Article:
Wednesday, February 1, 2012

OPEN ISSUES AND FUTURE WORK | Automatic and Optimized Cell-Mesh Planning in WiMAX

Automatic cell planning for data networks is still an open research subject. Its unique characteristics justify the efforts to extend current voice models to obtain new models. We have found few models oriented to the design of multiuser wireless data networks based on WiMAX like technologies. A complete solution that considers traffic models, link channel quality, sectorized antennas, channel allocation, and variable transmission profile, as far as we know, has not been found.
Right now we are considering a medium complex traffic model. There are several things to do to complete this model. Even though granted services require a fixed data rate, there might be some multiplexing gain based on statistical usage of this flows by end users. In voice model, there is an extension based on silence suppression which reduces capacity requirements for the system. In other types of flows, there are more realistic traffic models based on variable bit rate sources, which are harder to include. There is a need to include models that are nearer the operation scheduler in the design process. Finally, in BE traffic, there is a serious problem with the uplink scheduling. This model is more suitable for downlink transmissions, where the base station assigns transmission opportunities to contending flows. In the uplink, the backoff process defined in IEEE 802.16 standard requires a low usage of the available capacity for it to be effective. It is known that many users contending for the channel simultaneously would cause a low equivalent data rate per user. This model is not included in this work. We need to keep an equilibrium between precision and complexity. As this is a design process, there would be a prohibitive computational cost if the traffic model is far more complicated.
Another issue to be extended, is that users could dynamically change the base station which they connect to. Temporarily, during congestion periods of a base station, a node could connect through another base station which is not optimal in terms of propagation but that has available capacity. Our model only considers static assignment of users to base stations.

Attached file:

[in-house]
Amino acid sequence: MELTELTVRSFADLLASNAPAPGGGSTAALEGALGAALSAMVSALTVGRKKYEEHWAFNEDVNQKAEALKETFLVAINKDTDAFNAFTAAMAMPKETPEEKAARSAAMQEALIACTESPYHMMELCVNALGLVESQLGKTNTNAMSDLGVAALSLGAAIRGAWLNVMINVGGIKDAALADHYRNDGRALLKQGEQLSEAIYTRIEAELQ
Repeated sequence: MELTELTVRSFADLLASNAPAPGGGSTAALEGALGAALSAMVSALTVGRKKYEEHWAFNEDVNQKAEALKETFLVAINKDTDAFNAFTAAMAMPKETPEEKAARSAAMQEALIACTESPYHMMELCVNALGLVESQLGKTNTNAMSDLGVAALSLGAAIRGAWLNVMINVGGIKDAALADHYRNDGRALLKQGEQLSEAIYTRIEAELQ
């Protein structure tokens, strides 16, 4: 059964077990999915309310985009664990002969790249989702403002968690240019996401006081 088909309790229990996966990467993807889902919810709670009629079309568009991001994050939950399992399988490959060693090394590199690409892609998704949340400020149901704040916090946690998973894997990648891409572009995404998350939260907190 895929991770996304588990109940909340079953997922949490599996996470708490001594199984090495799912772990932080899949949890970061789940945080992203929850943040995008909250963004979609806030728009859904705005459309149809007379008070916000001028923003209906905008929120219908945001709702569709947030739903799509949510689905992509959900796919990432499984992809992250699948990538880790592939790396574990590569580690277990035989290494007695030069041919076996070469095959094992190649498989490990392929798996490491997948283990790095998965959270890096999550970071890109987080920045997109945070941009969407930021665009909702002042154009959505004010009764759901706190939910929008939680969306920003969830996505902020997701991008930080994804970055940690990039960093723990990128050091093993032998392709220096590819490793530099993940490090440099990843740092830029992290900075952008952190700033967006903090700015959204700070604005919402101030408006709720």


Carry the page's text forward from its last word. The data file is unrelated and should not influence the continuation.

Another extension of our model is based on uplink channels estimation. We do not consider this in our model because of its complexity. Usually, uplink data rate requirements are lower than downlink ones, which gives a margin for uplink link budget. We consider symmetric channels for propagation between a user and a base station. Under this consideration, uplink channel quality should be similar to downlink quality. The issue we find difficult to include is the interference. The estimation of uplink received power can be easily done. When we consider interference signals at the base station, we have to consider transmission power of other base stations and other users. The interference from other base stations can be easily considered, but we have no method to estimate the interference caused by other users because we do not know a priori the base station they are connected to, their transmission channel, nor their antennas orientation. We are working on better ways to improve this part of the model.
We are working right now on simplifications of this model to account mathematically tractable solutions. We are considering an optimization problem based on activation and deactivation of candidate base stations, but also to include power control and data traffic models. Variable transmission profile based on adaptive modulation and coding is a really complex part, because of discontinuity. We are looking forward to find the simplifications needed to write it as a mathematical model and compare it with this solution.
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